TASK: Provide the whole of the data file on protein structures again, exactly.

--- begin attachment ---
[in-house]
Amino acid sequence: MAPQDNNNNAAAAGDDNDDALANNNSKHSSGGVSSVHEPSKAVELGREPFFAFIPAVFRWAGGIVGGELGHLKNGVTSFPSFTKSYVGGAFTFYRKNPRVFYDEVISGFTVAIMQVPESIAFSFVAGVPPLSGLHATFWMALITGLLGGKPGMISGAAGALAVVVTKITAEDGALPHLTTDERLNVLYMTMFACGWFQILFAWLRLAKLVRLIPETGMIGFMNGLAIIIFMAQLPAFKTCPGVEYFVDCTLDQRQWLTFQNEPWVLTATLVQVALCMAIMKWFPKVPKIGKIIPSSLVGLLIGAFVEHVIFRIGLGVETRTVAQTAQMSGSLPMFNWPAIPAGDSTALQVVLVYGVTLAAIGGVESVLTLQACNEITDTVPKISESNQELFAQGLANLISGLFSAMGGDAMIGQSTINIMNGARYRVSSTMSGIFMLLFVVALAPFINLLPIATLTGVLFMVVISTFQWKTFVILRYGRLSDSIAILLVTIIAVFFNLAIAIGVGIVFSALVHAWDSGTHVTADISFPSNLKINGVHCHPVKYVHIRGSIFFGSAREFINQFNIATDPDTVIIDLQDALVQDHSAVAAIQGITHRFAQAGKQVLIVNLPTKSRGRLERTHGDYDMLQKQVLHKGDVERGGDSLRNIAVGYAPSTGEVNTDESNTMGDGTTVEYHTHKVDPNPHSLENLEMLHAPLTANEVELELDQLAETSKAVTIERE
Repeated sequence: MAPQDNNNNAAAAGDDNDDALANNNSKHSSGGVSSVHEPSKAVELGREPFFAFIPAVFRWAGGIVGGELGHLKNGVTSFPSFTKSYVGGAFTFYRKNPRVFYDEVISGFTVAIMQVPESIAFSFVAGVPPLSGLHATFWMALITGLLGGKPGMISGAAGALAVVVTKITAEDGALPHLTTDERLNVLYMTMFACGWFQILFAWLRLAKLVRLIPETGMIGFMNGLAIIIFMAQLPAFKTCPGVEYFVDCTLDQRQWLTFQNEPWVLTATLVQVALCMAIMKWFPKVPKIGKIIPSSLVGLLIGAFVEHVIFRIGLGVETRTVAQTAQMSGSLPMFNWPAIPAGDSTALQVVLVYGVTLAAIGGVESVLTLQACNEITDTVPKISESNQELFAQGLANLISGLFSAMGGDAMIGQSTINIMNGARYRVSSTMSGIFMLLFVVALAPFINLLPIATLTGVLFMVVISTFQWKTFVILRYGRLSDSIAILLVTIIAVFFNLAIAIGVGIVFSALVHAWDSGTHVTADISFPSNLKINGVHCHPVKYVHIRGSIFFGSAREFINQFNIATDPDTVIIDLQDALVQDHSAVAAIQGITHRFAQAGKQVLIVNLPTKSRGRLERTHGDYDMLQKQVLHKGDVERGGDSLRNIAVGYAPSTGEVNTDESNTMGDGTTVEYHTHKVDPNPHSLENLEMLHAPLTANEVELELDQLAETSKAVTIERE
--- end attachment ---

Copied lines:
[in-house]
Amino acid sequence: MAPQDNNNNAAAAGDDNDDALANNNSKHSSGGVSSVHEPSKAVELGREPFFAFIPAVFRWAGGIVGGELGHLKNGVTSFPSFTKSYVGGAFTFYRKNPRVFYDEVISGFTVAIMQVPESIAFSFVAGVPPLSGLHATFWMALITGLLGGKPGMISGAAGALAVVVTKITAEDGALPHLTTDERLNVLYMTMFACGWFQILFAWLRLAKLVRLIPETGMIGFMNGLAIIIFMAQLPAFKTCPGVEYFVDCTLDQRQWLTFQNEPWVLTATLVQVALCMAIMKWFPKVPKIGKIIPSSLVGLLIGAFVEHVIFRIGLGVETRTVAQTAQMSGSLPMFNWPAIPAGDSTALQVVLVYGVTLAAIGGVESVLTLQACNEITDTVPKISESNQELFAQGLANLISGLFSAMGGDAMIGQSTINIMNGARYRVSSTMSGIFMLLFVVALAPFINLLPIATLTGVLFMVVISTFQWKTFVILRYGRLSDSIAILLVTIIAVFFNLAIAIGVGIVFSALVHAWDSGTHVTADISFPSNLKINGVHCHPVKYVHIRGSIFFGSAREFINQFNIATDPDTVIIDLQDALVQDHSAVAAIQGITHRFAQAGKQVLIVNLPTKSRGRLERTHGDYDMLQKQVLHKGDVERGGDSLRNIAVGYAPSTGEVNTDESNTMGDGTTVEYHTHKVDPNPHSLENLEMLHAPLTANEVELELDQLAETSKAVTIERE
Repeated sequence: MAPQDNNNNAAAAGDDNDDALANNNSKHSSGGVSSVHEPSKAVELGREPFFAFIPAVFRWAGGIVGGELGHLKNGVTSFPSFTKSYVGGAFTFYRKNPRVFYDEVISGFTVAIMQVPESIAFSFVAGVPPLSGLHATFWMALITGLLGGKPGMISGAAGALAVVVTKITAEDGALPHLTTDERLNVLYMTMFACGWFQILFAWLRLAKLVRLIPETGMIGFMNGLAIIIFMAQLPAFKTCPGVEYFVDCTLDQRQWLTFQNEPWVLTATLVQVALCMAIMKWFPKVPKIGKIIPSSLVGLLIGAFVEHVIFRIGLGVETRTVAQTAQMSGSLPMFNWPAIPAGDSTALQVVLVYGVTLAAIGGVESVLTLQACNEITDTVPKISESNQELFAQGLANLISGLFSAMGGDAMIGQSTINIMNGARYRVSSTMSGIFMLLFVVALAPFINLLPIATLTGVLFMVVISTFQWKTFVILRYGRLSDSIAILLVTIIAVFFNLAIAIGVGIVFSALVHAWDSGTHVTADISFPSNLKINGVHCHPVKYVHIRGSIFFGSAREFINQFNIATDPDTVIIDLQDALVQDHSAVAAIQGITHRFAQAGKQVLIVNLPTKSRGRLERTHGDYDMLQKQVLHKGDVERGGDSLRNIAVGYAPSTGEVNTDESNTMGDGTTVEYHTHKVDPNPHSLENLEMLHAPLTANEVELELDQLAETSKAVTIERE